Some wars are necessary and unavoidable. A U.S. war against Iran doesn't even remotely qualify as a just cause. President Donald Trump's hawkish advisers are trying hard to manipulate him into launching yet another Persian Gulf war, one whose consequences would make the eight-year war in Iraq pale in comparison.
As with all things Trump, his massive ego plays a big role in the steps he now contemplates following Iran's downing of a U.S. military drone. Would he actually immerse the United States in yet another debilitating and unwinnable war simply to assuage his own ego? Of course he would. Does his newly launched bid for reelection in 2020 influence his decision-making? Of course it does. The president is not rational. And that's why this situation is so dangerous.
Iranian and U.S. leaders spent Thursday arguing over whether the drone was in neutral territory or had violated Iran's airspace. So far, it appears Iran was in the wrong — just as the United States was in the wrong in 1988 when the USS Vincennes shot down an Iranian passenger jet inside Iran's territorial airspace, killing all 290 aboard. Iran exercised uncharacteristic restraint then, as the United States should now.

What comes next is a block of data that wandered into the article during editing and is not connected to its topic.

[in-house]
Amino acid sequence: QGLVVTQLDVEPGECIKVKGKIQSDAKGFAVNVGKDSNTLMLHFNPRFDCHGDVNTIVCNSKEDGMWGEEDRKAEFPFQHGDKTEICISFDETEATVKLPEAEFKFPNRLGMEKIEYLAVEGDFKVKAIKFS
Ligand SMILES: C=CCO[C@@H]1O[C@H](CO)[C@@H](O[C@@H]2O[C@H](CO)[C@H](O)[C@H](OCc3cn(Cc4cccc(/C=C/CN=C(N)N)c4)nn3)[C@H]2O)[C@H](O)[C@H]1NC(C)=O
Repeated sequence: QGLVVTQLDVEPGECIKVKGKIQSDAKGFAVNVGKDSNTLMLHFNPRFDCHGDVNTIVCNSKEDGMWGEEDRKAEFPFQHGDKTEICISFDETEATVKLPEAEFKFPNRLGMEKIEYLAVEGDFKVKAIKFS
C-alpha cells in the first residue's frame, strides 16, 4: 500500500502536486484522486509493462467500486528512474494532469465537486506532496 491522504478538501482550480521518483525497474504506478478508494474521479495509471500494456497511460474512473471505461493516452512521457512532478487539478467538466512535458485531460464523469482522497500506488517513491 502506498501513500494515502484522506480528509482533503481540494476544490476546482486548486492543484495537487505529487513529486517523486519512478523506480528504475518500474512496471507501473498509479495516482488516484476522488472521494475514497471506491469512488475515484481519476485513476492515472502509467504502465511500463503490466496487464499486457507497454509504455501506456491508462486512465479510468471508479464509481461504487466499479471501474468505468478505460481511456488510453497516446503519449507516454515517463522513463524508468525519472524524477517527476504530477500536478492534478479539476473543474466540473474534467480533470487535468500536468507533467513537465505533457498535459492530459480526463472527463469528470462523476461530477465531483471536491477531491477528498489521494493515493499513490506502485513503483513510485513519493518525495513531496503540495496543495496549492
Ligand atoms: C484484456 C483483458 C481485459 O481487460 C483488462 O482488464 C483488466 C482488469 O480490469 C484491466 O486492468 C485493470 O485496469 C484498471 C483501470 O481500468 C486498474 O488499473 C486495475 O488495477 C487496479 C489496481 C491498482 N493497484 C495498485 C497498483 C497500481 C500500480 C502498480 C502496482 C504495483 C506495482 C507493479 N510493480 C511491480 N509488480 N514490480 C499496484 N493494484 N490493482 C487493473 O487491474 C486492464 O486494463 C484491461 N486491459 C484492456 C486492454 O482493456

Both sides have major grievances that previously might have warranted military confrontation. The CIA engineered a coup in 1953 that ousted Iran's democratically elected prime minister. Iran engineered multiple kidnappings of U.S. hostages in Beirut during the 1980s. Iran's heavily armed proxy militias are deployed in Syria, Lebanon, Gaza and Yemen, wreaking havoc.
If Trump decides to escalate this confrontation, those same militias have the ability to ignite a regional conflagration. In other words, catastrophe lurks at every turn.
Trump ominously tweeted Thursday that "Iran made a very big mistake." But he also has made big mistakes. His first was naming John Bolton as his national security adviser. Bolton was a chief architect behind the erroneous "weapons of mass destruction" argument that led to the 2003 U.S. invasion of Iraq. No such weapons were found, but more than 4,000 American service members lost their lives in the prolonged occupation prompted by Bolton's blunder.
Another Trump mistake was unilaterally canceling the multinational accord that suspended Iran's uranium-enrichment program. Even though Trump heavily criticized the accord throughout his 2016 campaign, he now is using Iran's resumption of enrichment to argue that it has violated the accord — thus another provocation for U.S. military retaliation.
A president who campaigned on extricating America from its multiple military policing roles in the region, and who insisted in December that "the United States cannot continue to be the policeman of the world," appears poised to take a swan dive into a Persian Gulf hornet's nest — for all the wrong reasons.
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